(RxWiki News) In 1998, the United States began adding folic acid to flour products used in breads, cereals and pastas. The goal was to reduce serious birth defects, such as spina bifida. There has been some concern, though, that folic acid could increase cancer risks.
A thorough analysis of recent research on folic acid found no connection between the B vitamin and increased cancer risks.
Folic acid is the synthetic version of folate, which is found in beans and green vegetables. Everyone needs the vitamin to make and repair DNA when cells divide. There has been concern that this activity may play a role in the development of cancer, though such an association has never been proven.
"Ask your pharmacist about the safety of nutritional supplements."
Robert Clarke, FFPH, FRCP, from the University of Oxford, UK was one of the lead authors of the study.
Clarke’s team reviewed all large randomized trials studying folic acid – with and without other B vitamins – that were conducted through 2010.
Here’s what the review of previous studies uncovered:
- People who took folic acid for five or fewer years were not significantly more prone to cancer.
- Among the 1,907 individuals who took folic acid, 7.7 percent developed cancer compared with 7.4 percent of the 1,809 individuals who took a sugar pill (placebo).
- People who took even the highest amounts (40 mg a day) of folic acid did not have significantly higher incidence of cancer than those who didn’t take the vitamin.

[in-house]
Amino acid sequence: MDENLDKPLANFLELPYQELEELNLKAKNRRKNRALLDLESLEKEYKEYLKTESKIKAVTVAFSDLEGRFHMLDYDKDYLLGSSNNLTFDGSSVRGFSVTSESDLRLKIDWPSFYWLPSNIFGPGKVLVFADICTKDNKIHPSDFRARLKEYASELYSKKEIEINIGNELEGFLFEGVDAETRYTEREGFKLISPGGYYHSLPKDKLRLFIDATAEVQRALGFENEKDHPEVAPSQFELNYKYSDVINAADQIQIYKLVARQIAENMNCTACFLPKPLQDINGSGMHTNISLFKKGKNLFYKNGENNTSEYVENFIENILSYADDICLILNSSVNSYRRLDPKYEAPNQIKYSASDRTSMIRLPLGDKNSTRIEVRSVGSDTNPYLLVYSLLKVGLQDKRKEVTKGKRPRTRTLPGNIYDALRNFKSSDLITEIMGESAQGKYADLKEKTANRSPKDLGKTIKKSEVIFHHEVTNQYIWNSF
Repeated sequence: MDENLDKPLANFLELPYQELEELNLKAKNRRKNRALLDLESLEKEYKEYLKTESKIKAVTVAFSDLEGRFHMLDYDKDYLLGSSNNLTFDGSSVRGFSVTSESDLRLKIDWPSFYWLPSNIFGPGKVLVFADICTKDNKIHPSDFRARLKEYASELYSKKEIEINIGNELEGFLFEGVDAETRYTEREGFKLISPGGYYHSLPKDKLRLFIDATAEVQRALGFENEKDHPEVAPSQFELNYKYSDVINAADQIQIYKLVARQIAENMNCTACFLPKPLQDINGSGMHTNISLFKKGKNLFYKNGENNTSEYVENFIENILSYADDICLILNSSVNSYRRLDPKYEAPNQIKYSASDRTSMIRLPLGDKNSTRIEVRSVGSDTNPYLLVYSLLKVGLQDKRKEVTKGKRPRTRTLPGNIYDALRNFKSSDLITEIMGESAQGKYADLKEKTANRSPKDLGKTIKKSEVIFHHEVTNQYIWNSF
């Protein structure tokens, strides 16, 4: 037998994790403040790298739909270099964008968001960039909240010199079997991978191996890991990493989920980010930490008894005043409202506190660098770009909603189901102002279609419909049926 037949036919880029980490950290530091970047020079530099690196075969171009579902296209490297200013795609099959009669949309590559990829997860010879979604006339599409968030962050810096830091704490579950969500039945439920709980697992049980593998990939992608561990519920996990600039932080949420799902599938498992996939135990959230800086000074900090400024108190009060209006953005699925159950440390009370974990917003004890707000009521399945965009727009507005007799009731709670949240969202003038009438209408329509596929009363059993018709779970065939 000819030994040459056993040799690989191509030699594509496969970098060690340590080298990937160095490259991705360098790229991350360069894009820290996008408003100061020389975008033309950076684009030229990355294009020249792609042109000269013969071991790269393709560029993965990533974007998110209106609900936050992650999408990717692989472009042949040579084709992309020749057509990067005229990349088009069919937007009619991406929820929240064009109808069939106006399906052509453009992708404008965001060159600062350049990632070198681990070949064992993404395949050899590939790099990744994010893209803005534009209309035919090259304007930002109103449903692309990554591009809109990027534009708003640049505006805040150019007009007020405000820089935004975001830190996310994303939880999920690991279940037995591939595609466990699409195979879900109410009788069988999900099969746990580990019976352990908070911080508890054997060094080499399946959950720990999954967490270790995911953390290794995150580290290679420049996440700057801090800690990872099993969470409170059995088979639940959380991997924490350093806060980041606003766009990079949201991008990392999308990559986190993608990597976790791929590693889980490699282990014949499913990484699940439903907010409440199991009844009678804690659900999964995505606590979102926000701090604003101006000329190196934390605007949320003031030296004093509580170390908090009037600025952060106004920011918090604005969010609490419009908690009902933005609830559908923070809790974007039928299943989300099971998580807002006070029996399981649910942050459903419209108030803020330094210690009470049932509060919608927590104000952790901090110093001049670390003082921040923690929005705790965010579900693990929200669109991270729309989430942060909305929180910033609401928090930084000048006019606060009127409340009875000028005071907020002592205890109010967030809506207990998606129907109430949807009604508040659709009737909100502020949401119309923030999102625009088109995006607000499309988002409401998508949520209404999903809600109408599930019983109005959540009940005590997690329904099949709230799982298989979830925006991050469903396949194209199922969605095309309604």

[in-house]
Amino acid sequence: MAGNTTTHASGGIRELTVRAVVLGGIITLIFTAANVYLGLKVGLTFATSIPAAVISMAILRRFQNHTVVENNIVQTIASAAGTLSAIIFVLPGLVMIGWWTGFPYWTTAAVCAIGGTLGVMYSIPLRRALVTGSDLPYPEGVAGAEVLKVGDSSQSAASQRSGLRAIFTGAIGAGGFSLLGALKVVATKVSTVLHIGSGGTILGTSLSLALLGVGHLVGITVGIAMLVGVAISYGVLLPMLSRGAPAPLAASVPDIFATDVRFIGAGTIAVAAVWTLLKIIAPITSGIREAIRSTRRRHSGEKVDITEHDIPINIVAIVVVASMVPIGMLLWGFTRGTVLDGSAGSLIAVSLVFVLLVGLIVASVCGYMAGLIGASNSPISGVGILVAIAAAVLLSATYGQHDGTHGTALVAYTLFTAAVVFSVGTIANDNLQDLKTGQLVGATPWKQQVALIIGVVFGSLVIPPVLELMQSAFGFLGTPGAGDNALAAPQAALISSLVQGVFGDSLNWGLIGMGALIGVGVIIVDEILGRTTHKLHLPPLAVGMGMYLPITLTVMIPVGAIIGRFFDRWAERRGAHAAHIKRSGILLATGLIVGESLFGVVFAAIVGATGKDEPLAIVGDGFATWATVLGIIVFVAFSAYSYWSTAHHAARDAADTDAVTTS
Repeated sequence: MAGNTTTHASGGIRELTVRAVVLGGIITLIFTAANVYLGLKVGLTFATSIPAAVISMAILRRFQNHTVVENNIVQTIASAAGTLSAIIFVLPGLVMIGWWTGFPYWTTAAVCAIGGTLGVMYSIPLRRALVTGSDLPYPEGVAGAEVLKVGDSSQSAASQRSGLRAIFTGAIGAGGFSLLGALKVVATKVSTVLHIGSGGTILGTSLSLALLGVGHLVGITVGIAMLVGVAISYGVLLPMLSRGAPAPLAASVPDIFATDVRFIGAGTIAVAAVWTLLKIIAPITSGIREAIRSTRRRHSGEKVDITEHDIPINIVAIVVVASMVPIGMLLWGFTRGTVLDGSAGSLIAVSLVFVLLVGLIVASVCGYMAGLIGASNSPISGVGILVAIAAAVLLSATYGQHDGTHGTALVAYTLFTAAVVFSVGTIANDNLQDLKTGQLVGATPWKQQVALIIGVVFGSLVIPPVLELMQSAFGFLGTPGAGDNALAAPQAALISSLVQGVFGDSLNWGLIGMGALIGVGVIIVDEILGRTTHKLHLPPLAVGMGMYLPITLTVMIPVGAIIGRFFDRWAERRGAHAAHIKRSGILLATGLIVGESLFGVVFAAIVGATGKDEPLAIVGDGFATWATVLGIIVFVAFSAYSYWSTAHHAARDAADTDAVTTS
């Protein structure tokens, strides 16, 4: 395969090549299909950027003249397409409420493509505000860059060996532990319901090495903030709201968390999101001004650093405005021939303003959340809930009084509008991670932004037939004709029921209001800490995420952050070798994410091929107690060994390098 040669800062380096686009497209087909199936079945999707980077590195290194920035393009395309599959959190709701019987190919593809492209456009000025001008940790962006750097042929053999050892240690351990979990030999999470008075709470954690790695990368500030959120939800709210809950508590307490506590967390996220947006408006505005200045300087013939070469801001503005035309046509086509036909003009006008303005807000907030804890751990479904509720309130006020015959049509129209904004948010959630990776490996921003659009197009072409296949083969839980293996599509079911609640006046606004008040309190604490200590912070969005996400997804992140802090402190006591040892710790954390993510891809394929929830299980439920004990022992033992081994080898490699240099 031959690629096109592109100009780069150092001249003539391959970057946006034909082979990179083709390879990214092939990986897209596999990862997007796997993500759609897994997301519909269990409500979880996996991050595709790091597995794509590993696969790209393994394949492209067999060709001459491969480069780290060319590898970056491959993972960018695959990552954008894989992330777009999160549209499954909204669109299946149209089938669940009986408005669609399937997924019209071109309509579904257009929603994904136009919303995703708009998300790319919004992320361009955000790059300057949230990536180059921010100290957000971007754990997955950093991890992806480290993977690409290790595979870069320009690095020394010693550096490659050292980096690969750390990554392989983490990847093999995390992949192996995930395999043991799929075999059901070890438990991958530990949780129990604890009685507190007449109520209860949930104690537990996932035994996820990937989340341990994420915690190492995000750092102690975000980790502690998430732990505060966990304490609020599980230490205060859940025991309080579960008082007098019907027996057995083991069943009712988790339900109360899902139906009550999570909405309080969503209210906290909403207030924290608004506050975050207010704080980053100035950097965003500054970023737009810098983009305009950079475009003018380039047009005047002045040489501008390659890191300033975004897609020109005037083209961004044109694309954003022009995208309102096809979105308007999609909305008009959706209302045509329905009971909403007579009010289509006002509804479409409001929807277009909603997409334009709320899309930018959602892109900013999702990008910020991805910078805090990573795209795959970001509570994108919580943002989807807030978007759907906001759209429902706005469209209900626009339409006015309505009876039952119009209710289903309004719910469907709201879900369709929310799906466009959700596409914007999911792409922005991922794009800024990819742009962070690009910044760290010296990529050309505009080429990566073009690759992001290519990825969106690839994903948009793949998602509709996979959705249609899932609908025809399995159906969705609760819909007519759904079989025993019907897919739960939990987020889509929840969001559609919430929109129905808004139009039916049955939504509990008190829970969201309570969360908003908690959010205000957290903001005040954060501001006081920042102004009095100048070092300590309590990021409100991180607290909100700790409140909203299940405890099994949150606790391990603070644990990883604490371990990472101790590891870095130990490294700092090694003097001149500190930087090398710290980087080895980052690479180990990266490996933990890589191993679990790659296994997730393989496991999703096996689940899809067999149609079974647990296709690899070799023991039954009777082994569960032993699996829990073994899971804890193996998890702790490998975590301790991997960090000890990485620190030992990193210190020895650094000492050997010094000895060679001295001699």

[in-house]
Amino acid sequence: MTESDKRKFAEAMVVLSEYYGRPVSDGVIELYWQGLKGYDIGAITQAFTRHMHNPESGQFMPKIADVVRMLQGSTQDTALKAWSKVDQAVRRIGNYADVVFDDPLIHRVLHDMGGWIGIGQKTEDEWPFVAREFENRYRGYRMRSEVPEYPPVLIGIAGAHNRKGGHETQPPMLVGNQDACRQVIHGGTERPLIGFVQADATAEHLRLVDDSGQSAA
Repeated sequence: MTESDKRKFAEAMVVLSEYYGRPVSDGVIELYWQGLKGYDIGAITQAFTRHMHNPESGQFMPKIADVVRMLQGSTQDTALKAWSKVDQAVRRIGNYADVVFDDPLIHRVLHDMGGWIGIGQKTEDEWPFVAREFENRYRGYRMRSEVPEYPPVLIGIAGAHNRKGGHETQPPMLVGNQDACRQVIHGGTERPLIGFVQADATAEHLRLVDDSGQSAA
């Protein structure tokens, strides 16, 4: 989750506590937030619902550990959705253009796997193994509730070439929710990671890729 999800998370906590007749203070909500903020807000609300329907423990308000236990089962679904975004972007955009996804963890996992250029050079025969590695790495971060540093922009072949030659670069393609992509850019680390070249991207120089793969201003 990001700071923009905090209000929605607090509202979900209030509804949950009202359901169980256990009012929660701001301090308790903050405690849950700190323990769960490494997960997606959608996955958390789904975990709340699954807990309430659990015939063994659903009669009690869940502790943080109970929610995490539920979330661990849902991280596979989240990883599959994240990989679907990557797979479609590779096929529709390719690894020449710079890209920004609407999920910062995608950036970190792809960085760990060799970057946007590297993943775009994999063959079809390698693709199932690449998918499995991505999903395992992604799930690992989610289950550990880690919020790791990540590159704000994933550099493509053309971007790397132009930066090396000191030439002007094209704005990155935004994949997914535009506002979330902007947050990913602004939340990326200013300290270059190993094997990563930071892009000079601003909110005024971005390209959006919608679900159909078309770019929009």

- Individual cases of breast, colorectal, lung, prostate and other types of cancer were not significantly different among the two groups.
- The risk of cancer did not increase among people who took folic acid for longer periods of time.
The authors wrote, “Both the hopes for rapid cancer prevention and the fears about rapidly increased cancer risk from folic acid supplementation were not confirmed by this meta-analysis of the trials of folic acid supplementation.”
The researchers noted, “Nationwide dietary fortification involves doses of folic acid that are an order of magnitude lower than the doses studied in these trials."
Clarke added a cautionary note. “It remains to be seen whether any beneficial or harmful effects on cancer incidence will eventually emerge with even longer treatment or follow up."
Results from this study were published January 24 in The Lancet. The research was funded by the UK Food Standards Agency.